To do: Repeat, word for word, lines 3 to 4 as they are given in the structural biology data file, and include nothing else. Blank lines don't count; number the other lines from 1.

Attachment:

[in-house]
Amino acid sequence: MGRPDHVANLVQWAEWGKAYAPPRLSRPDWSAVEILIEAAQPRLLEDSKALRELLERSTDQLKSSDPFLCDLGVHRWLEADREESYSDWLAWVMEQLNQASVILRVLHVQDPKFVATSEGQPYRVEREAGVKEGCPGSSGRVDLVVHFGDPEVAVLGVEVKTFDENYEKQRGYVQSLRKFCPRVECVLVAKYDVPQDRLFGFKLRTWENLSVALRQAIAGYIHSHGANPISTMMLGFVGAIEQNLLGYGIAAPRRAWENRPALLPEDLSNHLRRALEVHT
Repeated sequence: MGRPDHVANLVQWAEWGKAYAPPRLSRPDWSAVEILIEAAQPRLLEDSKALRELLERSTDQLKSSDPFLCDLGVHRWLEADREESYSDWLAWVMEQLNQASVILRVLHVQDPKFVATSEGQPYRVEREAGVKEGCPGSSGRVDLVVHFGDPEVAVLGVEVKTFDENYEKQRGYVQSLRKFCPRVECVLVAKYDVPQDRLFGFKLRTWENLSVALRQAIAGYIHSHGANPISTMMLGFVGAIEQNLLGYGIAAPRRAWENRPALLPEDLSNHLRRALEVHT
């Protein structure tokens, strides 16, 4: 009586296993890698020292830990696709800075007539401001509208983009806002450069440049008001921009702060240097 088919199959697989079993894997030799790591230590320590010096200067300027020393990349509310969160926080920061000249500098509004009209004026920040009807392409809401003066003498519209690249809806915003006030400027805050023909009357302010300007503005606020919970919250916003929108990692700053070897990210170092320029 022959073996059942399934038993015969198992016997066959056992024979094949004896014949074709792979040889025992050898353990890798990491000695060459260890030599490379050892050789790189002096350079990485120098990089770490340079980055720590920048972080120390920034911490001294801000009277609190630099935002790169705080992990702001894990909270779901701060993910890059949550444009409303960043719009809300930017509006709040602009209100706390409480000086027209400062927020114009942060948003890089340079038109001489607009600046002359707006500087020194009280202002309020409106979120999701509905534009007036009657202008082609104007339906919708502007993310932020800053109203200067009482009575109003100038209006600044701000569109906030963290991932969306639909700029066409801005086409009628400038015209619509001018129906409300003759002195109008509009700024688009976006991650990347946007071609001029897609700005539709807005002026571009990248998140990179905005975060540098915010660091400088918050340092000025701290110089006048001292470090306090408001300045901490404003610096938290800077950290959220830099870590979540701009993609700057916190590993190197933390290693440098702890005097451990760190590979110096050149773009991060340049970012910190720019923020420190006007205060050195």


Repeated sequence: MGRPDHVANLVQWAEWGKAYAPPRLSRPDWSAVEILIEAAQPRLLEDSKALRELLERSTDQLKSSDPFLCDLGVHRWLEADREESYSDWLAWVMEQLNQASVILRVLHVQDPKFVATSEGQPYRVEREAGVKEGCPGSSGRVDLVVHFGDPEVAVLGVEVKTFDENYEKQRGYVQSLRKFCPRVECVLVAKYDVPQDRLFGFKLRTWENLSVALRQAIAGYIHSHGANPISTMMLGFVGAIEQNLLGYGIAAPRRAWENRPALLPEDLSNHLRRALEVHT
């Protein structure tokens, strides 16, 4: 009586296993890698020292830990696709800075007539401001509208983009806002450069440049008001921009702060240097 088919199959697989079993894997030799790591230590320590010096200067300027020393990349509310969160926080920061000249500098509004009209004026920040009807392409809401003066003498519209690249809806915003006030400027805050023909009357302010300007503005606020919970919250916003929108990692700053070897990210170092320029 022959073996059942399934038993015969198992016997066959056992024979094949004896014949074709792979040889025992050898353990890798990491000695060459260890030599490379050892050789790189002096350079990485120098990089770490340079980055720590920048972080120390920034911490001294801000009277609190630099935002790169705080992990702001894990909270779901701060993910890059949550444009409303960043719009809300930017509006709040602009209100706390409480000086027209400062927020114009942060948003890089340079038109001489607009600046002359707006500087020194009280202002309020409106979120999701509905534009007036009657202008082609104007339906919708502007993310932020800053109203200067009482009575109003100038209006600044701000569109906030963290991932969306639909700029066409801005086409009628400038015209619509001018129906409300003759002195109008509009700024688009976006991650990347946007071609001029897609700005539709807005002026571009990248998140990179905005975060540098915010660091400088918050340092000025701290110089006048001292470090306090408001300045901490404003610096938290800077950290959220830099870590979540701009993609700057916190590993190197933390290693440098702890005097451990760190590979110096050149773009991060340049970012910190720019923020420190006007205060050195």